People that want in to the secret garden of startup land seem to be of the opinion that all their startup idea needs is to get in to an incubator. It’s understandable to a degree as incubators have a really awesome value proposition! And let me preface this one-sided discussion with the statement that I am neither for nor against fundraising or incubators or what have you. I haven’t made a damn dollar from my start up yet so it would be fucking naive of me to pass judgement.

The experience I can speak from dictates that when Revisu got accepted to Portland Incubator Experiment I had assumed that someone else would be looking out for me, I wouldn’t have to work too hard on the shit I didn’t want to do, and it was only a matter of time  before I got my million dollar check.

Turns out this is really really not true and, since I think this is a pretty common belief, the sooner we collectively understand this the better off we’ll be. Indeed, even raising money–another major “milestone” in most startup peoples’ minds–does not symbolize the end, but just another beginning. Perhaps startups are really just a sequence of beginnings.

What is a startup’s ending anyway?

That’s pretty subjective, I guess. Perhaps it’s a significant liquidity event, or some kind of merger, or perhaps you wind it down because someone (probably you) fucked up. My opinion is that if you can go on a vacation and both afford it and not spend the whole time worrying too much, your job is close to over probably. But again I’m pretty new to this weird game.

Y Combinator does not a millionaire make.

I used to be of the opinion that if you made it in to Y Combinator, you were set for life. After all, your Pokemon daily deals text message startup obviously passed the YC interview test, so it was only a matter of time before you got the call from Google about your exit, right?

When I saw a YC company fail, I was always left scratching my head. If these people were the best of the best per the Paul Graham test, how could they possibly fail? Turns out, if you somehow make it in to an incubator, you aren’t magically blessed as an entrepreneur.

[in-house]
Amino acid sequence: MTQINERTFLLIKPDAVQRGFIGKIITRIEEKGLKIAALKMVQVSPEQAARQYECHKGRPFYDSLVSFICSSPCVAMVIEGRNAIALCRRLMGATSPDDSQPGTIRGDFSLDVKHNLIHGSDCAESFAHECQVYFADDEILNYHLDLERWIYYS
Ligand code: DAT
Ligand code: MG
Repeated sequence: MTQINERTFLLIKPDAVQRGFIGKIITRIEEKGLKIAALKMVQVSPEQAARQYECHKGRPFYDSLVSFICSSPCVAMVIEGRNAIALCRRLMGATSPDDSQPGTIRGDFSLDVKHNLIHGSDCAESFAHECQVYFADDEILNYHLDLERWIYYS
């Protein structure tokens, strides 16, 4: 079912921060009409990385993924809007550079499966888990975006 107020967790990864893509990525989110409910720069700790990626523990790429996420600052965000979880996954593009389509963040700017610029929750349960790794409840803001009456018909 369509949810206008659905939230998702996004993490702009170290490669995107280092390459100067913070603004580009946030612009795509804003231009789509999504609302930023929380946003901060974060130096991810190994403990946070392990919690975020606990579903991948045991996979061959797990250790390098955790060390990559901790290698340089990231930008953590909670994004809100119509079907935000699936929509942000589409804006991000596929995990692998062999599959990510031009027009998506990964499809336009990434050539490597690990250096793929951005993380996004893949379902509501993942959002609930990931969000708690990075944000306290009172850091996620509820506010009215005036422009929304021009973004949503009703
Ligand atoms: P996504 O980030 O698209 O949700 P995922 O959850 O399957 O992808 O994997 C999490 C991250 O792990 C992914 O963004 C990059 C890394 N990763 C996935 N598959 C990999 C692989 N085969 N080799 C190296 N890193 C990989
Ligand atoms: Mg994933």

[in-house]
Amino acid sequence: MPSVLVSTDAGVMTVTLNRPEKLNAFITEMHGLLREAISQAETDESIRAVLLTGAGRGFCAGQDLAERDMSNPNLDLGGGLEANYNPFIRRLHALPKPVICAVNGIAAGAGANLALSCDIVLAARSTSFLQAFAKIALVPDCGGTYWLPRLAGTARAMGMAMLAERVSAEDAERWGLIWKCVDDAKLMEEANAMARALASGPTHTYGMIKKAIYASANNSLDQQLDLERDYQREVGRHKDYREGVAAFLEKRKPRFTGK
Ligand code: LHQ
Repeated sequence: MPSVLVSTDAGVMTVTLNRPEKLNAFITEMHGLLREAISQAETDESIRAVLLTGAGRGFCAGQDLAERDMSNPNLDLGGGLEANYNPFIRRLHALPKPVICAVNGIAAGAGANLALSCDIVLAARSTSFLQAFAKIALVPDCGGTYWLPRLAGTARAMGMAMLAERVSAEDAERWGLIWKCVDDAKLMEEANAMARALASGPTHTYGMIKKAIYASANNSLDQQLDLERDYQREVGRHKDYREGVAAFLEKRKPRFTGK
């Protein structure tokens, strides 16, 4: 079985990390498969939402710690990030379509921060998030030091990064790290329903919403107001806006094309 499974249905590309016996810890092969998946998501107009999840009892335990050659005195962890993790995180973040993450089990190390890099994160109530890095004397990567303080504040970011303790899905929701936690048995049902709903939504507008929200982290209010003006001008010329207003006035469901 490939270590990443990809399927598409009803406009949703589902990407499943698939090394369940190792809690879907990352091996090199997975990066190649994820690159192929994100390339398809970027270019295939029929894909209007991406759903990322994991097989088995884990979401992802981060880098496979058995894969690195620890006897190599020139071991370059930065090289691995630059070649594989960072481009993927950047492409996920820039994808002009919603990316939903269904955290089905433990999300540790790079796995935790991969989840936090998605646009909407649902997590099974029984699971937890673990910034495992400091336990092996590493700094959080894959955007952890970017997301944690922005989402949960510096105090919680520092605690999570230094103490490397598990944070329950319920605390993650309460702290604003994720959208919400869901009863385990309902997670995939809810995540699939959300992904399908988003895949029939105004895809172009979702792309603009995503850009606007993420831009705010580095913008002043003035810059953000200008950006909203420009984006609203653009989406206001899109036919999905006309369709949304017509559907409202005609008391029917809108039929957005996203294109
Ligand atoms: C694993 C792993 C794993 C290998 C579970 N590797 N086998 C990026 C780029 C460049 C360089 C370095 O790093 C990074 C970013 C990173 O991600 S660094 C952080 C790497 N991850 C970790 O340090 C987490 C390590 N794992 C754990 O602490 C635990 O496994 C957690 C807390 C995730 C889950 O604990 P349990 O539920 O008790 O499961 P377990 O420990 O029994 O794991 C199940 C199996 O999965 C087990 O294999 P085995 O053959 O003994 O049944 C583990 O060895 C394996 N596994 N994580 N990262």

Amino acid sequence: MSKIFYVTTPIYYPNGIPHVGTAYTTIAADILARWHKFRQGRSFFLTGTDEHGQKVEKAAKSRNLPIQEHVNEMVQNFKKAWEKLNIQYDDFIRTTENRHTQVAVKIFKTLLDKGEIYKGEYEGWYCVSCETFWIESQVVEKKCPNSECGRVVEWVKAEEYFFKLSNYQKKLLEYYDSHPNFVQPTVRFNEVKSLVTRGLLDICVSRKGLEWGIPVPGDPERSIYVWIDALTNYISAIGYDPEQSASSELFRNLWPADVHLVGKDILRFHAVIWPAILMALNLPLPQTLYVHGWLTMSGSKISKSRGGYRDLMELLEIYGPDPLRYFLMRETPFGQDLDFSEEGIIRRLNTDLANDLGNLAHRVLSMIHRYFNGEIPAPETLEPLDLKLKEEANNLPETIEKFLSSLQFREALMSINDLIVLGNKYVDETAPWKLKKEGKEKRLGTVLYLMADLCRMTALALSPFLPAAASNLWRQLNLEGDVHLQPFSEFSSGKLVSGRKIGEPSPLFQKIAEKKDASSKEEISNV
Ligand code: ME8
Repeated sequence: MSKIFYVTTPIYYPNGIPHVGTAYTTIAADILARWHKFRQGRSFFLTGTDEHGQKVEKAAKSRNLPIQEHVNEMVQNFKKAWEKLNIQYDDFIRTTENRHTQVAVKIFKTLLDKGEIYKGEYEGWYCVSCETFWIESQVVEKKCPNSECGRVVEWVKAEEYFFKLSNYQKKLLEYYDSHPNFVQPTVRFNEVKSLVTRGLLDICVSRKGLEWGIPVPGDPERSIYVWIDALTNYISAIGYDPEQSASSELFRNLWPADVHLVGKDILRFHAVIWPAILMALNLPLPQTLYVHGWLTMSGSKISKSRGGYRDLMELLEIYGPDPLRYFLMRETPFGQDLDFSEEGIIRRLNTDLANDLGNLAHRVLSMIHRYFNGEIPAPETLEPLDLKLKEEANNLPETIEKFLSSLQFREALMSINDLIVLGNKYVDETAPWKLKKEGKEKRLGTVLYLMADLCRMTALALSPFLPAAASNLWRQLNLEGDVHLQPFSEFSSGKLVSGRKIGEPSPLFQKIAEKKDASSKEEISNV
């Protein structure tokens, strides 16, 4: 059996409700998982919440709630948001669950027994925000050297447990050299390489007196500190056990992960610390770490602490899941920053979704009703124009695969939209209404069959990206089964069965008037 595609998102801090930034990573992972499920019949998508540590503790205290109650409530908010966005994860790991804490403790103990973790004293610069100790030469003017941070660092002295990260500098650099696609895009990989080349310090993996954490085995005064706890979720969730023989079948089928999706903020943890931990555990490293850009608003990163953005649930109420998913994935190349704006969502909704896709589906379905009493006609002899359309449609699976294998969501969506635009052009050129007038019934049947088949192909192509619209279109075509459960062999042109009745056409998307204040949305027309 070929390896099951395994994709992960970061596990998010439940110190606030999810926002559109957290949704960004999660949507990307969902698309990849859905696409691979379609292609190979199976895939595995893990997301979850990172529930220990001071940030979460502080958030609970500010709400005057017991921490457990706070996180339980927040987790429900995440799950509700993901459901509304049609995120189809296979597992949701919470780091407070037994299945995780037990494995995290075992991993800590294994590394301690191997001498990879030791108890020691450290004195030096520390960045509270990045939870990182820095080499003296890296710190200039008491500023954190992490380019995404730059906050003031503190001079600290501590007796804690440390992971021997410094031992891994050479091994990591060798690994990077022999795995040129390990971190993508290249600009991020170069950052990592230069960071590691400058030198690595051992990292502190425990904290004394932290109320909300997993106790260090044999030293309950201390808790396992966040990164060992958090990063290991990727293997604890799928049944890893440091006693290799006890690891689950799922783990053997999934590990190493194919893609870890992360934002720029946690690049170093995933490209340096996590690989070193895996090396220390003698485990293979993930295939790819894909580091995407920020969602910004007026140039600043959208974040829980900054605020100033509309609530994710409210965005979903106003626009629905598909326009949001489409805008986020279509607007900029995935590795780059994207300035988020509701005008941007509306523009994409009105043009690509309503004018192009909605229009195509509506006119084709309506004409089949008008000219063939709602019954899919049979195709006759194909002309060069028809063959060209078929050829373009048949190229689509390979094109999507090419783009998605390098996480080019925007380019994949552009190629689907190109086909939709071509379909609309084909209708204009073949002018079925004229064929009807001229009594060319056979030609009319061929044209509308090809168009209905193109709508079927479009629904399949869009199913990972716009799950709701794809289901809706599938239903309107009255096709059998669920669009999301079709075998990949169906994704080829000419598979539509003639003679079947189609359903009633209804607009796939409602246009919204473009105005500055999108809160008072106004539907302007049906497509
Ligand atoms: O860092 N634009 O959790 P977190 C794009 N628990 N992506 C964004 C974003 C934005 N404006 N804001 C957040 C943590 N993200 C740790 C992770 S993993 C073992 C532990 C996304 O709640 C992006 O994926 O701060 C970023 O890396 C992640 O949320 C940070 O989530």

Here’s where it gets awesome.

Incubators succeed in giving you the support you need to take your company to the next level, and in making you ultimately responsible for getting it there. This is where your journey to becoming an entrepreneur gets really exciting.

This weekend, I spent 26 hours working on Revisu. I absolutely loved every second of it. Not only did I get to work on some really interesting problems–both technical and non-technical–but they were problems that we (my partner and I) identified in our quest to build my our company.

Half of loving the crazy hours is having the support of a community behind you. As a for instance, a thread was started yesterday on the PIE mailing list, and within 15 minutes there were 10 replies to it. On a Saturday afternoon. Do you know of any group of individuals of which more than a third of them would reply to an email thread because they were working on a Saturday afternoon?

So just getting in to an incubator won’t make you a millionaire. Hell, it really doesn’t give you a huge leg up over someone that decides to go it alone. But, it does give you access to a community of like-minded people, a lot of ins to your local tech scene, and maybe a little cash to get you started. And that’s a really great way to get started starting up.

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